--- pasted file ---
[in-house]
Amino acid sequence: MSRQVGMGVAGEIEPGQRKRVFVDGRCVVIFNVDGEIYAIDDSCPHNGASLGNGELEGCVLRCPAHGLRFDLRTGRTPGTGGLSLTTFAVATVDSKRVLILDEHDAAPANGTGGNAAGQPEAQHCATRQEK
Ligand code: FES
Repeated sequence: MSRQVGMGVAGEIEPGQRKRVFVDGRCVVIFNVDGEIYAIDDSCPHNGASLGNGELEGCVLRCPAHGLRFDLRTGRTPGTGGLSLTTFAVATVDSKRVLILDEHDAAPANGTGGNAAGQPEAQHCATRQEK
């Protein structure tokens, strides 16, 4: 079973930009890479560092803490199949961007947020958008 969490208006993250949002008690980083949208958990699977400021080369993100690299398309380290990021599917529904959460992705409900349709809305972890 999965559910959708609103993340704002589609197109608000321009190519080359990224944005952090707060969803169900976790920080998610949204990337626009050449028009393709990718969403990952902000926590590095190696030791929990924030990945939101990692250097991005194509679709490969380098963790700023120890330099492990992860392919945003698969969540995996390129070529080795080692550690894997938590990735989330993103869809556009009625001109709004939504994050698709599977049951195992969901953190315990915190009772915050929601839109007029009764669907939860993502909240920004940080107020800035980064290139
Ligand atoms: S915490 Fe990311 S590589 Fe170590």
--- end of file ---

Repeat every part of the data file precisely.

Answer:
[in-house]
Amino acid sequence: MSRQVGMGVAGEIEPGQRKRVFVDGRCVVIFNVDGEIYAIDDSCPHNGASLGNGELEGCVLRCPAHGLRFDLRTGRTPGTGGLSLTTFAVATVDSKRVLILDEHDAAPANGTGGNAAGQPEAQHCATRQEK
Ligand code: FES
Repeated sequence: MSRQVGMGVAGEIEPGQRKRVFVDGRCVVIFNVDGEIYAIDDSCPHNGASLGNGELEGCVLRCPAHGLRFDLRTGRTPGTGGLSLTTFAVATVDSKRVLILDEHDAAPANGTGGNAAGQPEAQHCATRQEK
């Protein structure tokens, strides 16, 4: 079973930009890479560092803490199949961007947020958008 969490208006993250949002008690980083949208958990699977400021080369993100690299398309380290990021599917529904959460992705409900349709809305972890 999965559910959708609103993340704002589609197109608000321009190519080359990224944005952090707060969803169900976790920080998610949204990337626009050449028009393709990718969403990952902000926590590095190696030791929990924030990945939101990692250097991005194509679709490969380098963790700023120890330099492990992860392919945003698969969540995996390129070529080795080692550690894997938590990735989330993103869809556009009625001109709004939504994050698709599977049951195992969901953190315990915190009772915050929601839109007029009764669907939860993502909240920004940080107020800035980064290139
Ligand atoms: S915490 Fe990311 S590589 Fe170590």